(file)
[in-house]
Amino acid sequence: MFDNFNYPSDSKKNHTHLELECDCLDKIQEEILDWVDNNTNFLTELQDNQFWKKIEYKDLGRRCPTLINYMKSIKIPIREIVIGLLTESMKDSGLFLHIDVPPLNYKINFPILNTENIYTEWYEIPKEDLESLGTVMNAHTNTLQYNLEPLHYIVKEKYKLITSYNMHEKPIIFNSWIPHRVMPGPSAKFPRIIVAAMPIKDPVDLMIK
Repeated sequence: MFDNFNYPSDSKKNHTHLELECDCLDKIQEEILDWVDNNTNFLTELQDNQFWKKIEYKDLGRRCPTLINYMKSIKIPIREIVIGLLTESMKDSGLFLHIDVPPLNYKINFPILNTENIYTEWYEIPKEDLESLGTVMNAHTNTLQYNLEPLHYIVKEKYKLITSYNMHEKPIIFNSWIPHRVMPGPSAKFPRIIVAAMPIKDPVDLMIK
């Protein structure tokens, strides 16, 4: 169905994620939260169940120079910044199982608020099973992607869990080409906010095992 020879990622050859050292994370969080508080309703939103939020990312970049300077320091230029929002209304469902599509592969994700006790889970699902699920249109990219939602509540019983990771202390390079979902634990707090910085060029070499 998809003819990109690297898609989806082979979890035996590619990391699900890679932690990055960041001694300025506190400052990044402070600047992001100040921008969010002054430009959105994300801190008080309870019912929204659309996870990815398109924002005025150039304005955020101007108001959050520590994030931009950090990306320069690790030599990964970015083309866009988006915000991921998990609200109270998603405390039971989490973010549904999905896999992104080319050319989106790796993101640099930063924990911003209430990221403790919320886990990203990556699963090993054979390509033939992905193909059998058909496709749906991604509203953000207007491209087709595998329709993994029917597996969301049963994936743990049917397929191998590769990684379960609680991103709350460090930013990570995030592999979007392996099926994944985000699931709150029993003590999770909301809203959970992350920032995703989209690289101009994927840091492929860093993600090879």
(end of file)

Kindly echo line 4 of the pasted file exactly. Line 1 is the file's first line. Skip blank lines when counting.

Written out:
């Protein structure tokens, strides 16, 4: 169905994620939260169940120079910044199982608020099973992607869990080409906010095992 020879990622050859050292994370969080508080309703939103939020990312970049300077320091230029929002209304469902599509592969994700006790889970699902699920249109990219939602509540019983990771202390390079979902634990707090910085060029070499 998809003819990109690297898609989806082979979890035996590619990391699900890679932690990055960041001694300025506190400052990044402070600047992001100040921008969010002054430009959105994300801190008080309870019912929204659309996870990815398109924002005025150039304005955020101007108001959050520590994030931009950090990306320069690790030599990964970015083309866009988006915000991921998990609200109270998603405390039971989490973010549904999905896999992104080319050319989106790796993101640099930063924990911003209430990221403790919320886990990203990556699963090993054979390509033939992905193909059998058909496709749906991604509203953000207007491209087709595998329709993994029917597996969301049963994936743990049917397929191998590769990684379960609680991103709350460090930013990570995030592999979007392996099926994944985000699931709150029993003590999770909301809203959970992350920032995703989209690289101009994927840091492929860093993600090879």